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What is West Gallery music?

West Gallery church music, so described because it was often performed by a band of singers and instrumentalists from a gallery at the west end of a church, was the repertoire of town and country churches from about 1700-1850. It differs markedly from cathedral music, both in style and function. It was written for and in many cases by amateur musicians; professional performance was not usually envisaged. As few local churches had organs at this time, it can always be performed without organ accompaniment.

One West Gallery tune that everybody knows is the melody of the Yorkshire song On Ilkley Moor Baht 'At. This is the setting Cranbrook by the Canterbury composer Thomas Clark (1775-1859). He intended it as a setting for a hymn by Philip Doddridge, Grace, 'tis a Charming Sound, but it was later adapted as a setting for the Christmas text While Shepherds Watched their Flocks by Night. Like many West Gallery composers, Clark started as an amateur; his day job was that of shoemaker.

A gallery band is well described in Thomas Hardy's novel Under the Greenwood Tree (1872), and the repertoire is more scholastically examined in Nicholas Temperley's Music in the English Parish Church (CUP 1979). In recent years many groups, or quires, as they prefer to style themselves, dedicated to the repertoire's performance, have sprung up, of which London Gallery Quire is one. The West Gallery Music Association provides a coordinating body, and focus for researchers in the field.

Much of the repertoire consists of settings of the metrical psalms from the Elizabethan Old Version of Sternhold and Hopkins or the New Version (1696) of Tate and Brady. There are also hymns, anthems and canticles, and some very lively Christmas carols. The music is often of a florid and joyful nature; too joyful indeed for the reformers of the mid-19th Century Oxford movement, who sought to replace it with the more solemn repertoire typified by Hymns Ancient and Modern (1861).

The genre survived longer in the non-conformist chapels than in the established church, and remnants of it survive in the folk repertoire up to the present day. The sister tradition of Sacred Harp singing or Shapenote in the USA is unbroken, and as vigorous as ever.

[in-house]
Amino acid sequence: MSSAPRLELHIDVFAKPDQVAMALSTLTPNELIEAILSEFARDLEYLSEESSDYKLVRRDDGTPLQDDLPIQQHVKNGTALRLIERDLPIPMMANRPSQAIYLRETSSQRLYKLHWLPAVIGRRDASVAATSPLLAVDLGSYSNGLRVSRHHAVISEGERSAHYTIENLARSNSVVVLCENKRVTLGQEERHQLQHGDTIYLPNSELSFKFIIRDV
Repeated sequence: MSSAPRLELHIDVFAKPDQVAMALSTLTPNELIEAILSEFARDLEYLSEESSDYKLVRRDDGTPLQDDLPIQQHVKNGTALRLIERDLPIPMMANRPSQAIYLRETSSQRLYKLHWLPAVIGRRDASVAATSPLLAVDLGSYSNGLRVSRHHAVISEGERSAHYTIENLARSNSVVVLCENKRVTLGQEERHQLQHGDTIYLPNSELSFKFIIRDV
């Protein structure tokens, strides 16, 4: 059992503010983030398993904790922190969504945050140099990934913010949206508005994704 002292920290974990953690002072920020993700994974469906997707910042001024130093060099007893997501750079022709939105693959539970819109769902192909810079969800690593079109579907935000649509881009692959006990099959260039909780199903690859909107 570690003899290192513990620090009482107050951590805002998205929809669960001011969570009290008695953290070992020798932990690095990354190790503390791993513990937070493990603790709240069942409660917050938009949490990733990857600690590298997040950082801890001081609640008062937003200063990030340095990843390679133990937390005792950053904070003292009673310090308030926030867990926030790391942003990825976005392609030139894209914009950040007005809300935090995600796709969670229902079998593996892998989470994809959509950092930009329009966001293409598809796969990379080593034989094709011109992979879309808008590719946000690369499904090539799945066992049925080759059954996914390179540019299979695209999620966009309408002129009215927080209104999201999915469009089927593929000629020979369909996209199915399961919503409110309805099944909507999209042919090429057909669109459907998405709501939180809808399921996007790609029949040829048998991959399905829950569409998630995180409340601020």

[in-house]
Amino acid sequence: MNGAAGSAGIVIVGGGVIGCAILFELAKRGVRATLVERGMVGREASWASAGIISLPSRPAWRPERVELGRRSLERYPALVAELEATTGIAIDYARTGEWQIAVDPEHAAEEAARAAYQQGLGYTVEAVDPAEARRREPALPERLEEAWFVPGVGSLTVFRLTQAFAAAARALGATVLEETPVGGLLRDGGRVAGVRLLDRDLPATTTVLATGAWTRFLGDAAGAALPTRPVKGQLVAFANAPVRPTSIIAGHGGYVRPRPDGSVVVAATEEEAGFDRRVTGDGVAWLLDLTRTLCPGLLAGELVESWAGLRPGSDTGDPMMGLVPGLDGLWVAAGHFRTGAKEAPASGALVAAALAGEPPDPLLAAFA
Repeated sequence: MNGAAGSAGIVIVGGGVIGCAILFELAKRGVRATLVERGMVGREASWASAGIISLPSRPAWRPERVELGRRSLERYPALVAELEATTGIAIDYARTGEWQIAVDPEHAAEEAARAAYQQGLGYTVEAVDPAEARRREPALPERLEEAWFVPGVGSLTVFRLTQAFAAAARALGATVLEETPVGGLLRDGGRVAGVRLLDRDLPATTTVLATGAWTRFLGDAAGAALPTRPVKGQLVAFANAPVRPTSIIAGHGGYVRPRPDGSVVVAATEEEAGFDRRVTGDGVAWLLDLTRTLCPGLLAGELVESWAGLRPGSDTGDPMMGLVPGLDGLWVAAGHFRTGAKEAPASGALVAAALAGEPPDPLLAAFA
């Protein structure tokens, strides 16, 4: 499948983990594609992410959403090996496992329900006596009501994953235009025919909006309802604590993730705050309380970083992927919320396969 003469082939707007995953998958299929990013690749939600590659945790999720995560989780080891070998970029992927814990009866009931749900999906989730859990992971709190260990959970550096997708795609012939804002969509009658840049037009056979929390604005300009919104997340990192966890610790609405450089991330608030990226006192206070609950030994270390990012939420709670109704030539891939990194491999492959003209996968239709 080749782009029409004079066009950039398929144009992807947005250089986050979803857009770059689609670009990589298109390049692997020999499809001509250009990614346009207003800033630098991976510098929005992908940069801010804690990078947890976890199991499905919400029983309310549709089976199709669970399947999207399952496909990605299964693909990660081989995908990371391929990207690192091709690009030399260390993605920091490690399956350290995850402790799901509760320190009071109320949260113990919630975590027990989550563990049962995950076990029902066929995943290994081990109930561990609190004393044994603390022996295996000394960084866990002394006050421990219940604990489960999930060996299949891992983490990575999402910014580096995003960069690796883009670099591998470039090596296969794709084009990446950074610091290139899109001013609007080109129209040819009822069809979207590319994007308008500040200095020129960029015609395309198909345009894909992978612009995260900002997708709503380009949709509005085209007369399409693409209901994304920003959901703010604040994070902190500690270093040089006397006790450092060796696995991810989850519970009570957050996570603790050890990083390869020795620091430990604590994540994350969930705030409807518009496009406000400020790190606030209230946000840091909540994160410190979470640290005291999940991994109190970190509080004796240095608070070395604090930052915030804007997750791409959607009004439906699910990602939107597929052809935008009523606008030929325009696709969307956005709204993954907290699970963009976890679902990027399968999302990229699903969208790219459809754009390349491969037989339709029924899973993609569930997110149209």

The style of the music presents a spectrum. Some is almost as sophisticated as cathedral music, while at the other end of the spectrum there is music which is strikingly different from the cathedral repertoire, with many departures from the conventional canons of classical composition. Some musical progressions may seem strange or even harsh at first hearing. There are common features of the cathedral style (such as suspended dissonances) which the West Gallery composers appear deliberately to avoid, while there are other musical features favoured by them (such as open fifths) which are infrequently found in cathedral music.

But whatever the sophistication of the composer, the music is always practical for amateur singers. There are rarely any great technical challenges, and the range of the parts is comfortable. Singers who cannot reach the high soprano or tenor notes in cathedral music will find the West Gallery repertoire a refreshing change.

West Gallery music was sung in many different ways; unaccompanied; with organ or other keyboard instruments; with one or more melody instruments doubling the vocal lines; or with keyboard and melody instruments together. Doubling the voice parts with instruments helps singers whose sight reading is limited, and is the performance style preferred by most specialist West Gallery quires. Traditionally the players used any available string, woodwind and some brass instruments, and in modern practice one can use almost any melody instrument. Sometimes the instruments have brief passages to themselves, known as "symphonies."

The underlay of the texts sometimes shows scant regard for classical standards. This is especially true in the metrical psalm settings, where a setting which suits some verses of a psalm may give rise, in other verses, to inappropriate musical gaps in the sense of the text, or even to the splitting of a word. Judicious rearrangement of the underlay can usually avoid such awkwardnesses.

The non-classical features described above are one reason why for many years the West Gallery repertoire was ignored, falling between the stools of classical musicians, who felt unable to take the often amateur composition technique seriously, and folk musicians, who felt that any notated style fell outside their province. In recent years many musicians have re-evaluated the West Gallery repertoire by its own standards, and found much worthy of performance.

Sometimes quires have chosen to recreate whole services in the 18th Century style. Quires also make musical contributions to churches' regular services; sing West Gallery music as part or all of a concert performance; or give lecture-recitals on the West Gallery style, often with audience participation. Many regular church choirs have invited an experienced West Gallery musician to lead a workshop, with a view to adding some West Gallery settings to their repertoire.

Further information about publications, workshops and other West Gallery events and activities may be found at the website of the West Gallery Music Association. Roding Music welcomes any enquiries.

No copyright is claimed in this article, which may be freely reproduced for promoting knowledge of West Gallery church music.

The Village Choir,
by Thomas Webster (1847)

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